Our brains have evolved mental shortcuts to help us negotiate the myriad decisions that confront us every day. Seemingly automatic, these instincts evolved from ancient times to save precious energy and effort. But if we’re not careful, these “heuristics” can distort our thinking in ways that are often invisible and sometimes deadly. Wray Herbert explores our built-in heuristics in his new book, On Second Thought: Outsmarting Your Mind’s Hard-Wired Habits, excerpted here.
On February 12, 1995, a party of three seasoned backcountry skiers set out for a day on the pristine slopes of Utah's Wasatch Mountain Range. Steve Carruthers, 37 years old, was the most experienced of the group, though they were all skilled skiers and mountaineers. Carruthers had skied these hills many times and was intimately familiar with the terrain. Their plan was to trek over the divide from Big Cottonwood Canyon to Porter Fork, the next canyon to the north.
Within three hours, Carruthers was dead. As the skiers headed across a shallow, treed expanse, they triggered an avalanche. More than a hundred metric tons of snow roared down the mountainside at 50 miles an hour, blanketing the slope and pinning Carruthers against an aspen. Another party heard the avalanche and rushed to the rescue, but by the time they dug Carruthers out, he was unconscious. He never regained awareness.
The other two skiers in Carruthers' group survived, but they faced some serious criticism back home. What were they thinking? This pass was well known as avalanche terrain, and February was considered high hazard season. The chatter in the tight-knit skiing community was that Carruthers had been reckless, that despite his experience he had ignored obvious signs of danger and tempted fate.
None of this rang true to Ian McCammon. He had known Carruthers for years, and the two had been climbing buddies at one time. Sure, Carruthers may have been a risk taker when he was younger, but he had matured. Just recently, while the two men were riding a local ski lift together, Carruthers had talked adoringly about his lovely wife, Nancy, and his four-year-old daughter, Lucia. His days of derring-do were over, he had told McCammon. It was time to settle down.
So what happened on that fateful afternoon? What skewed this experienced backcountry skier's judgment that he would put himself and his party in harm's way? Did he perish in an avoidable accident? Saddened and perplexed by his friend's death, McCammon determined to figure out what went wrong.
McCammon, an experienced backcountry skier in his own right and a wilderness instructor, he is also a scientist. He has a Ph.D. in mechanical engineering, and as a researcher at the University of Utah, he once worked on robotics and aerospace systems for NASA and the Department of Defense.He already knew snow science pretty well, so he began reading everything he could on the science of risk and decision-making. He ended up studying the details of more than 700 deadly avalanches that took place between 1972 and 2003, to see if he could find any commonalities that might explain his friend's untimely death.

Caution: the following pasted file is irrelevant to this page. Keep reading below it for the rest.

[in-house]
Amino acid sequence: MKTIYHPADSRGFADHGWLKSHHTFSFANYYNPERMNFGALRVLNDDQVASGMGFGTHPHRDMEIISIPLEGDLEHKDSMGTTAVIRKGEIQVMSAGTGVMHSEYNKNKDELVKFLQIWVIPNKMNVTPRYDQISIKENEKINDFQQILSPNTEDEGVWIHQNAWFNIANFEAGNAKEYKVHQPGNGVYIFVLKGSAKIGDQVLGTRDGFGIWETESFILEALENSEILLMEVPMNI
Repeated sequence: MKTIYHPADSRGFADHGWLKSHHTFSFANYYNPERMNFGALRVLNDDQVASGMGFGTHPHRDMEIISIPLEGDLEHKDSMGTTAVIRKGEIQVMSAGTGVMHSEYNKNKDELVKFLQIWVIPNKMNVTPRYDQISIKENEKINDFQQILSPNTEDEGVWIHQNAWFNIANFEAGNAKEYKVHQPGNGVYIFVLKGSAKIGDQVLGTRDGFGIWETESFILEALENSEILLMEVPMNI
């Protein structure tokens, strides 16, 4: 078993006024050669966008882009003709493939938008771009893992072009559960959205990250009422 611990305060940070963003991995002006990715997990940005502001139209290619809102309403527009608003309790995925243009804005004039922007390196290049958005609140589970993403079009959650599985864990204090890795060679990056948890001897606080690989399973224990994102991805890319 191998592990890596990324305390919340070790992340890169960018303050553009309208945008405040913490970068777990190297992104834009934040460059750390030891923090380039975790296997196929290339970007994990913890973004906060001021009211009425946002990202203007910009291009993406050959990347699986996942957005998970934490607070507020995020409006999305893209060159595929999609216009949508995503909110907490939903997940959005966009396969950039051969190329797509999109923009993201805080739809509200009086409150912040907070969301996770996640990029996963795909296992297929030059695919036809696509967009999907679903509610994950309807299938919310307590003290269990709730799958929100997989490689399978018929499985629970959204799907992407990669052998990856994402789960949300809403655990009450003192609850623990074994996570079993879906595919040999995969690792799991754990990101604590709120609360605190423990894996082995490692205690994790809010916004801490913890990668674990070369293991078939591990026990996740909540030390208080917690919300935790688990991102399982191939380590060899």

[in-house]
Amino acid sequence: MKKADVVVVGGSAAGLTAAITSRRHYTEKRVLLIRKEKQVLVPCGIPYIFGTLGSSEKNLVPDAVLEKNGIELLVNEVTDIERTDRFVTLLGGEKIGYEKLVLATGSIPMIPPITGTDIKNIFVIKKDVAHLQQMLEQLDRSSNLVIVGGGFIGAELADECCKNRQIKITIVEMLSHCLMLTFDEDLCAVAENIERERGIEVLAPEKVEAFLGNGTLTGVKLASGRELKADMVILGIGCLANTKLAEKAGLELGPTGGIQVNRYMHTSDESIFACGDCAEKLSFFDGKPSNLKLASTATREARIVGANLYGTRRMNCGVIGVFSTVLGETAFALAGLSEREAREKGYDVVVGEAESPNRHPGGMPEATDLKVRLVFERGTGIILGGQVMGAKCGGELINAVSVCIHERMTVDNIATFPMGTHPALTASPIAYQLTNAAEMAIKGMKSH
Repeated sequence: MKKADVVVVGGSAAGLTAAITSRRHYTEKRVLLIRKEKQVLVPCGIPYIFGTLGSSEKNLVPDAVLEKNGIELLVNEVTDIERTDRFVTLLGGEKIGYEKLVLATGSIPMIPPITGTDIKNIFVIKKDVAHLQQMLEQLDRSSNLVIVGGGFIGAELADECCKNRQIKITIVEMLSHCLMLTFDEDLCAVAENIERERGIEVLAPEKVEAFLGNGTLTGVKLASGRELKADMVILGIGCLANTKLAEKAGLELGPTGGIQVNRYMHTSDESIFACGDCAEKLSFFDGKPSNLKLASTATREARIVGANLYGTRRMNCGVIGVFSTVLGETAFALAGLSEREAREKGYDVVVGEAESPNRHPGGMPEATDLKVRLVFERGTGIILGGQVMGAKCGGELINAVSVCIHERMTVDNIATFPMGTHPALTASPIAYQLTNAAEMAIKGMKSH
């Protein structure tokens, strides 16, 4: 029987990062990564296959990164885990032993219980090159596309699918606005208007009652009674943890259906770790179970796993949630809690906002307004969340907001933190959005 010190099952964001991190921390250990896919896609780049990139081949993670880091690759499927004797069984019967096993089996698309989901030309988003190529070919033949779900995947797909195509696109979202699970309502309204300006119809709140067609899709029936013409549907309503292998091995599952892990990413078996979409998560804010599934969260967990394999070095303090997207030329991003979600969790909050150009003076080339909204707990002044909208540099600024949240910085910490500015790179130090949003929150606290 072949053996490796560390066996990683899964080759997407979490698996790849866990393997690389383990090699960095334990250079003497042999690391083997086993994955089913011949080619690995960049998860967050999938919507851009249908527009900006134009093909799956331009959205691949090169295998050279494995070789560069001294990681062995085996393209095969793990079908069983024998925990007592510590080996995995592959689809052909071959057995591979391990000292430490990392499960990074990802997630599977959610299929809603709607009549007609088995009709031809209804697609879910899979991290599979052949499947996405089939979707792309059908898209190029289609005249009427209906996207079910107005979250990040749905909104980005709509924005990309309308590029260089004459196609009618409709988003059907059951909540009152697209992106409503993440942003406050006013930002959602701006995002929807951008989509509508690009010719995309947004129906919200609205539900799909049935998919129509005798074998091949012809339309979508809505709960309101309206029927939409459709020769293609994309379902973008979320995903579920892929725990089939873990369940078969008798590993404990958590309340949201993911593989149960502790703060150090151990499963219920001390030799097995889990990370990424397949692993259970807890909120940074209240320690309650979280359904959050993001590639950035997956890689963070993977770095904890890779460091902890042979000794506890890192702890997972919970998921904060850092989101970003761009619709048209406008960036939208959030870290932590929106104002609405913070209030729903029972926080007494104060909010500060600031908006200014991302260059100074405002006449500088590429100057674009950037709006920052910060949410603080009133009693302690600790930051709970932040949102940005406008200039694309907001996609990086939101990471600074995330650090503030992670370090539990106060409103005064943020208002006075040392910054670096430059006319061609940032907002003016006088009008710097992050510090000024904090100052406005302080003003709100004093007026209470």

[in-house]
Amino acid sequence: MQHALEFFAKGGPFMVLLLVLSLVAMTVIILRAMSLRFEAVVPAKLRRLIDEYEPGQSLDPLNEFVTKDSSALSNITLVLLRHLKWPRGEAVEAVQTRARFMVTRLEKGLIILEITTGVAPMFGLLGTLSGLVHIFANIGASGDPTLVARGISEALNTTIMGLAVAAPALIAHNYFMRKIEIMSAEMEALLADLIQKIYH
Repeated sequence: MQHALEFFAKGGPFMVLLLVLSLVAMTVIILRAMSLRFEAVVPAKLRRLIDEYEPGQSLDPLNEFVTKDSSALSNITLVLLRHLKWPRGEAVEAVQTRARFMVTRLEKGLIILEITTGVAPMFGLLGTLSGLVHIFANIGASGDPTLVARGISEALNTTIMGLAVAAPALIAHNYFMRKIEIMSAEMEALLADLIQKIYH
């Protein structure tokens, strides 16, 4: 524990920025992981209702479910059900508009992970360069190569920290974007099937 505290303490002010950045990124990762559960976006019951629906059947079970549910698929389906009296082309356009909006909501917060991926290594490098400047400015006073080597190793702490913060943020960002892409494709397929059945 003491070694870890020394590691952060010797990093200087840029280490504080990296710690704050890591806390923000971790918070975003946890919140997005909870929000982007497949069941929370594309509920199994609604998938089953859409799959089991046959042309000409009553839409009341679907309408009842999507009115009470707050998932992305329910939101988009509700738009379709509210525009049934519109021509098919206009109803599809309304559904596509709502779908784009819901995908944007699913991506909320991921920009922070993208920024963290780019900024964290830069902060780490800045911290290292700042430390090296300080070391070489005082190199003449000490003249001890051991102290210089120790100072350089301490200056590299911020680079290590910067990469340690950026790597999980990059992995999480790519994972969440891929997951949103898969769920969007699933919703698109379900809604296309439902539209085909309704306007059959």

With the rigor of an engineer, he systematically categorized all the avalanches according to several factors well known to backcountry skiers as risks: recent snowfall or windstorm, terrain features like cliffs and gullies, thawing and other signs of instability, and so forth. He computed an "exposure score" to rate the risk that preceded every accident.
Then he gathered as much information as he could on the ill-fated skiers themselves, all 1,355 of them: the makeup and dynamics of the skiing party, the expertise of the group leader as well as the others, plus anything that was known about the hours and minutes leading up to the fatal moment. Then he crunched the data.
His published results were intriguing. He found many patterns in the accidents, including several poor choices that should not have been made by experienced skiers. He concluded that these foolish decisions could be explained by several common thinking lapses, and he wrote up the work in a paper titled "Evidence of Heuristic Traps in Recreational Avalanche Accidents." The paper has become a staple of modern backcountry training and has no doubt saved many lives.
Heuristics are cognitive rules of thumb, hard-wired mental shortcuts that everyone uses every day in routine decision-making and judgment. The study of heuristics is one of the most robust areas of scientific research today, producing hundreds of academic articles a year, yet the concept is little known outside the labs and offices of academia. This book is an attempt to remedy that.
Heuristics are normally helpful—indeed, they are crucial to getting through the myriad decisions we face every day without overthinking every choice. But they're imperfect and often irrational. They can be traps, as they were in the frozen mountain pass where Carruthers perished. Much has been written in the past couple of years about the wonders of the rapid, automatic human mind and gut-level decision-making. And indeed the unconscious mind is a wonder. But it is also perilous. The shortcuts that allow us to navigate each day with ease are the same ones that can potentially trip us up in our ordinary judgments and choices, in everything from health to finance to romance.